Is it possible to thruhike vegan?
Since adopting a vegan lifestyle in 2017, my husband and I have hiked nearly 4000 miles on a plant based diet including about 500 miles on the Colorado Trail (CT), over 2500 on the Continental Divide Trail (CDT), 800 miles on the Arizona Trail (AZT), and we have 1200 miles on the Pacific Northwest Trail (PNT) coming up this year! As with most aspects of a vegan lifestyle, it’s not the most convenient way of traveling, yet it is far from impossible. On the contrary, veganism and backpacking can very much coexist.
There are actually quite a lot of vegan backpacking food options that are lightweight, shelf stable, and nutritionally dense making them ideal for backpacking. So, if you’re wondering how to take your vegan lifestyle to the trail, look no further!
(Note: Be sure to always check labels of products for ingredient lists. Also, the list below has some items that contain palm oil which we typically avoid at home but we do eat sometimes on trail.)
* = food that can be prepared stoveless
Many people setup mail drops for a thruhike, particularly when you do not anticipate having many options for resupply in a small town. A mail drop is a package full of food that you send yourself or someone sends you from home. We used maildrops for the CT and CDT that contained our homemade dinners and a few snacks that we bought in bulk. We always had to go to the grocery store (or gas station if that was all that was available) to “top off” our mail drops with extra snacks that are generally available anywhere (like nuts, chips, peanut butter, etc.).
The answer to this question depends on what sort of grocery store while be available and how comfortable you are with eating a lot of the same food. We hiked with another vegan this year on the CDT who has about 8000 miles and 7 years under his belt as a vegan. Gusha (check out his Instagram here) made very few drop boxes and hiked stoveless. Yeah, he hardcore. So, I wouldn’t consider either mail drops or a stove necessary to a vegan thruhike, but they do make the hike a little more “comfortable.”
Note: I wrote a couple articles about backpacking food while on an omnivore diet for the Pacific Crest Trail. The first outlines our food strategy and the second describes how that strategy played out. Clink the links for the comparison.
Whether vegan or not, mail drops can be handy but need to be created carefully.
If making dehydrated meals at home to include in mail drops, check out our tutorial and recipe ideas here. As a forewarning, this is a time consuming project that will need to be started months in advance if you are tackling a multi-month thruhike. If you are heading into the backcountry for a week or less, you might want to consider making your own meals as they are considerably more nutritionally dense compared to Ramen noodles and Rice Sides. We enjoyed our homemade meals, but we did notice that they are typically heavier than alternatives.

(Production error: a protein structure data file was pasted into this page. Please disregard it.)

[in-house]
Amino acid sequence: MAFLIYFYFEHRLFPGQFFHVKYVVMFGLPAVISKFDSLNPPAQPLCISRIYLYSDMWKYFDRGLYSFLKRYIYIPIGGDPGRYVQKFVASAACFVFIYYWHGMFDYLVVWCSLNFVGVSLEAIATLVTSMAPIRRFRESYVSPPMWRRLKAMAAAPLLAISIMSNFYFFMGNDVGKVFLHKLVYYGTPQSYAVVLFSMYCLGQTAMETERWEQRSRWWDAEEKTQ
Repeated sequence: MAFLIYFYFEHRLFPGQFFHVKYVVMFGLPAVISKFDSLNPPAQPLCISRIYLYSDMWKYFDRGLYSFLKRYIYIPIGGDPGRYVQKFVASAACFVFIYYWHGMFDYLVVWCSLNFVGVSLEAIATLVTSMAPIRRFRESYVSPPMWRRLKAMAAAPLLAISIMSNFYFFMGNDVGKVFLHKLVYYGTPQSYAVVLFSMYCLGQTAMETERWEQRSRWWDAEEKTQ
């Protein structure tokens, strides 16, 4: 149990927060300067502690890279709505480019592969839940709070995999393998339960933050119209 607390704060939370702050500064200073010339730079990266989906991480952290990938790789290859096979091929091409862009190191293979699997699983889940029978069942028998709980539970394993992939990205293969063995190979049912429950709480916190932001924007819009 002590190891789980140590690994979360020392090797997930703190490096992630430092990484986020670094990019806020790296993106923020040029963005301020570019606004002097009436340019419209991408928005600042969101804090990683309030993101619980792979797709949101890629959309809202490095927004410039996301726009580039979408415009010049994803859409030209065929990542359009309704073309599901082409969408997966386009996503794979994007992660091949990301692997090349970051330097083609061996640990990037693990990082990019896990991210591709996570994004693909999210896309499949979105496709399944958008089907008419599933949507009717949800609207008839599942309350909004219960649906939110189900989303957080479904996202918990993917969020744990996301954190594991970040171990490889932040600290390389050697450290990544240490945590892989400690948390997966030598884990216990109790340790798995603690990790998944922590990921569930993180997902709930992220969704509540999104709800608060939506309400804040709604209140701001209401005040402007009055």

Our hiking buddy, Gusha (founder of Nashville Pack), made his entire CDT trek (and other thruhikes) stoveless. He used an empty, clean peanut butter jar as his bowl which allowed him to cold soak his dinners. He would stop about a half hour before dinner, soak his food, and continue hiking. Most nights, he had cold soaked Ramen noodles (Top Ramen: Soy Sauce Flavor). Other times, he would cold soak refried beans or just add water to couscous or instant mashed potatoes (check label for milk ingredients).
Although hot food adds a level of comfort to the backcountry, the weight of the pot, stove, and fuel can be shed by going stoveless. It’s not for everyone, but those counting ounces may consider cutting out the hot meal. We actually went stoveless for the 800 mile Arizona Trail and intend to hike the 1200 mile Pacific Northwest Trail stoveless this year too!
When we got to town, we were mostly craving fresh fruits and vegetables. While you can usually find something (like fries) at a restaurant, the best bang for our buck was always at the grocery store. Even better when there’s a nearby town park to loiter in.
If you apply veganism beyond your diet, you’ll want to pay attention to some of the gear you take into the backcountry.
It might take a little more time and attention, but backpacking distances great and small can absolutely be done on a vegan diet. In fact, I’d wager that I had more nutritionally dense food and even more protein while carefully considering my vegan diet than I did on an omnivore diet while I hiked the Appalachian Trail and Pacific Crest Trail.
Do you have a favorite vegan backpacking food for the trail that I missed? Let us know in the comments!We are Sean and Bekah, or BigFoot and Micro, new triple crowners and proud to have 4000+ miles under our belts as vegans. Follow along on Facebook and Instagram as we continue our plant based travel journey. 🍒🥑🥜🍄